Summer / Fall 2021
Despite the sweltering heat this past summer, FODM has had an outpouring of volunteers tackling invasive plants, leading walks, conducting surveys and more. From February to August, we contributed 507 natural resource hours which, as valued at $28.54/hour by Independent Sector, is a contribution of $14,469.78 to the National Park Service (NPS). Thank you, everyone.
We are pleased that the stabilization and restoration of the marsh has moved forward another step (see Superintendent Cuvelier’s article). We hope that NPS, which has been without a director for over four years, will have one soon. President Joe Biden has nominated Charles F. Sams, who currently serves as a council member to the Northwest Power and Conservation Council. He is a member of the Cayuse, Walla Walla, Cocopah and Yankton Sioux tribal nations and is experienced in working in natural resources.
This space is not sufficient for a full report on our projects, but we have several underway. In May, with Robert Smith’s guidance and FODMers' donations, a Bartlett Tree expert again treated 19 pumpkin ash trees (Fraxinus profunda), our effort to try to prevent the trees from dying because of the emerald ash borer (Agrilus planipennis) infestation. The marsh is losing up to 1,000 ash trees. So far, the treatments seem to be effective. FODM started this project in 2015 and it will last 20 years.
With a NPS permit, we have installed a camera in hopes of photographing a weasel and/or mink in Dyke Marsh. These would be record sightings if confirmed. Thank you, Larry Cartwright, for yet another breeding bird survey and thanks to the team conducting the butterfly, dragonfly and damselfly surveys since 2016. We continue to tackle invasive plants, prioritizing for now our native plant area, to help the natives succeed. We hope to expand the native plant area in 2022. Don’t forget to submit photos and monitor changes at two Chronolog stations in Dyke Marsh at www.chronolog.io.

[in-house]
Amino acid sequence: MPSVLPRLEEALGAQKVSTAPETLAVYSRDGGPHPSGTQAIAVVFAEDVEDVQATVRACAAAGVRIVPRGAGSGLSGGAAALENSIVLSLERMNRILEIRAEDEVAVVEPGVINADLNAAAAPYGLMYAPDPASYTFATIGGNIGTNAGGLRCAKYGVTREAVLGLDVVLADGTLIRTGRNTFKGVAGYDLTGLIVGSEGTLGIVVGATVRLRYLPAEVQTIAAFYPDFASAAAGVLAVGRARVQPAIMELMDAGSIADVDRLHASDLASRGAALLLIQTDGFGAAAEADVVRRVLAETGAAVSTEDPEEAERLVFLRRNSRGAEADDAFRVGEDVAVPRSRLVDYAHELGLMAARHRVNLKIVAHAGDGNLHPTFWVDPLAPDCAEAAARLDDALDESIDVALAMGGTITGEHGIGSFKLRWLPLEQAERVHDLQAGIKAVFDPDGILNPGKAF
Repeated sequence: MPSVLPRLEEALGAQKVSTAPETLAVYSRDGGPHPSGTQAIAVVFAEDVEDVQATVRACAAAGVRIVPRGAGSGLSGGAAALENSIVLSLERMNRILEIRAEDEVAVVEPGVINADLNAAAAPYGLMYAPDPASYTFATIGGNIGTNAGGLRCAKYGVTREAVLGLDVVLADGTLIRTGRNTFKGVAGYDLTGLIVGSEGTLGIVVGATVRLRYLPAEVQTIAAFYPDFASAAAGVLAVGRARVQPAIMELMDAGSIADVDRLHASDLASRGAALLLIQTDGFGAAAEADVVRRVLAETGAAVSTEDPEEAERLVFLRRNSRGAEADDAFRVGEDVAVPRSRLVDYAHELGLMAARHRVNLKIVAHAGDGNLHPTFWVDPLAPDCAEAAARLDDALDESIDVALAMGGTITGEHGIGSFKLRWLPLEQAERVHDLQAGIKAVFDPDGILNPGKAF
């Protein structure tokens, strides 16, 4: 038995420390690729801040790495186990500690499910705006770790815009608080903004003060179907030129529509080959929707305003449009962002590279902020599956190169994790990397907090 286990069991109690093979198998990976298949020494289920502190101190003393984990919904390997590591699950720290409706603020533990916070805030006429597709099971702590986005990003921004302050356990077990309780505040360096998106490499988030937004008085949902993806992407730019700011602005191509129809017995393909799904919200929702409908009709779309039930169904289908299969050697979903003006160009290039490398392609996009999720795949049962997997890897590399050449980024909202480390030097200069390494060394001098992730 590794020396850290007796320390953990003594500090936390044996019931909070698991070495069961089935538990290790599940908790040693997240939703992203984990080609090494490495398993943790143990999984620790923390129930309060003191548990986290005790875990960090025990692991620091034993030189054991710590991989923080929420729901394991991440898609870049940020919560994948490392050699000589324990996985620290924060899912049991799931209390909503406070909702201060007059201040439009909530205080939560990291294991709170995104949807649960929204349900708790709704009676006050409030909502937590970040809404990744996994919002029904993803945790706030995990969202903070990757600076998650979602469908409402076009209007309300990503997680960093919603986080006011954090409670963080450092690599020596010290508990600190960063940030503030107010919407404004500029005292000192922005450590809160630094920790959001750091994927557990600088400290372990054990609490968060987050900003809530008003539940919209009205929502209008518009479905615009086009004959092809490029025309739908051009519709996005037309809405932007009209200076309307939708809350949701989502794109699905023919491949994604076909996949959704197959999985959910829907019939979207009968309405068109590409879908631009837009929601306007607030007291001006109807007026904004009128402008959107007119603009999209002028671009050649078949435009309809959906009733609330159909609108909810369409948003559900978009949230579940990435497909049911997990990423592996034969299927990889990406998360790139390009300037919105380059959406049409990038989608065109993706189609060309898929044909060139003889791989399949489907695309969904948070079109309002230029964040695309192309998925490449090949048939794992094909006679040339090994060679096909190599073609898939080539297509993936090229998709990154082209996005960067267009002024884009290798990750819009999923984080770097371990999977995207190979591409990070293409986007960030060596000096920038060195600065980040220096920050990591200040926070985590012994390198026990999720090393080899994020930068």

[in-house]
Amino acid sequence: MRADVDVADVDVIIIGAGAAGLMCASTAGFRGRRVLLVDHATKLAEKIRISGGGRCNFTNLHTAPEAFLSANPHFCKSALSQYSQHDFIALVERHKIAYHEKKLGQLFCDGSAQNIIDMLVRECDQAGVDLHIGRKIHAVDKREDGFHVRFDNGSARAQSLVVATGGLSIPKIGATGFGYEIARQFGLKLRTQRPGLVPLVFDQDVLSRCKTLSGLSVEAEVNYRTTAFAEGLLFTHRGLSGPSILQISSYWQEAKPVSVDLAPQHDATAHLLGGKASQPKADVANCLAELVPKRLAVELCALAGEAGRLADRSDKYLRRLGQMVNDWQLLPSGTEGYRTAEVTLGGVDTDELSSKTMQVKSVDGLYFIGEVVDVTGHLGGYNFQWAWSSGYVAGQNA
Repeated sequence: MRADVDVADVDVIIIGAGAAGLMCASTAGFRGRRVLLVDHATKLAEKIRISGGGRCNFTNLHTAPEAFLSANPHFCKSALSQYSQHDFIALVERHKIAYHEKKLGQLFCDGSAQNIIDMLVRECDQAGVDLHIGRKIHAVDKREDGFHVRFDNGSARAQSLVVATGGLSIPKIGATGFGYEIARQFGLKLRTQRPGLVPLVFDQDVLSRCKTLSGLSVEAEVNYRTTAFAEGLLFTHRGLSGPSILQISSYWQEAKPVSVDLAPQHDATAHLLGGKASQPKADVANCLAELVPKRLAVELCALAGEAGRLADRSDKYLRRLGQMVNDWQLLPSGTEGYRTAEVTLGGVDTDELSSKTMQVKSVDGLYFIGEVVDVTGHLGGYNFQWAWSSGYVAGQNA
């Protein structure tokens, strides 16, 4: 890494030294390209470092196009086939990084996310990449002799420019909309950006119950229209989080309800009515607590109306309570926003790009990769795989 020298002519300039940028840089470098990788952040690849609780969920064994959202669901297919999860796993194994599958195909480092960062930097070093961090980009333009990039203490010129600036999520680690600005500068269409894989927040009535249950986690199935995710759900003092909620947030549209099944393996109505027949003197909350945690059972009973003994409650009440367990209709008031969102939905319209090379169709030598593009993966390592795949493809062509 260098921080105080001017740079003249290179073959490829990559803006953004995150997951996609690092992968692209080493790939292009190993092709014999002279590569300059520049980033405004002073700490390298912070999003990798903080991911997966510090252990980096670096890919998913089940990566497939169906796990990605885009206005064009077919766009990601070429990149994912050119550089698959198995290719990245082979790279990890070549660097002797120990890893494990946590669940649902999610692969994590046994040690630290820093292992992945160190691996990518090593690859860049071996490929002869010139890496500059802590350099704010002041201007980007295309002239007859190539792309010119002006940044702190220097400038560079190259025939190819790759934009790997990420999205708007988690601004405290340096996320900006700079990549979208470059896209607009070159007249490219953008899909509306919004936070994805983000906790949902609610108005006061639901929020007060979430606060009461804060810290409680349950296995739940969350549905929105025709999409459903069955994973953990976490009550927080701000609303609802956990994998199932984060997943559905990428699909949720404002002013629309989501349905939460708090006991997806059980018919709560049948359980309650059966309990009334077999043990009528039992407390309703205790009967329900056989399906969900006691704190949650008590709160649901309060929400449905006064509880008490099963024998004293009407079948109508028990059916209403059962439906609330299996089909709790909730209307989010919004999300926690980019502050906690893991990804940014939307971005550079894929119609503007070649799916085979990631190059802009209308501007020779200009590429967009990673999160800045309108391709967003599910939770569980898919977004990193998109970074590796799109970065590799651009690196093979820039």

Trash and pollution are unending. We submitted a statement to the Fairfax County Board of Supervisors supporting a proposed disposable plastic bag fee. We described the bags and bag fragments we find during cleanups and their harm to natural resources.
In Memoriam, Senator John Warner
FODMers were saddened to learn of the death of former Virginia U.S. Senator John Warner who passed away on May 26, 2021, at age 94. Senator Warner lived near Dyke Marsh, cherished it and was in our 2006 film, “On the Edge.” In the film, he said, “Dyke Marsh is a magnificent little oasis.” Senator Warner, also a champion of a healthy Chesapeake Bay, served in the U.S. Senate from 1979 to 2009 and was Secretary of the Navy from 1972 to 1974. A dedicated public servant, he made many valuable contributions to Virginia and the country.
Volunteering and Brain Health
|Jack Oliver and his family helped pull
stiltgrass from the native plant site
In his book Keep Sharp, Dr. Sanjay Gupta offers guidance on how to prevent and slow cognitive decline, which can start as early as one’s 30s and be asymptomatic long before it is obvious. Among other tips for building “a more resilient, productive brain,” he offers this: “Become a regular volunteer in your community. Those who volunteer tend to have less anxiety, depression, loneliness and social isolation, as well as a sense of purpose.” He cites a 2018 AARP survey that found that people over 50 who volunteer at least once a year have “higher mental well-being scores than those who don’t volunteer at least once a year.” So in the interest of brain health, for volunteers of all ages, we’ll see you in Dyke Marsh soon protecting, restoring and enjoying Dyke Marsh.
Fall’s bird migration is well underway. You can learn when and where birds migrate and get alerts at BirdCast, the Cornell Lab of Ornithology’s real-time heat maps. Visit https://birdcast.info.
Glenda C. Booth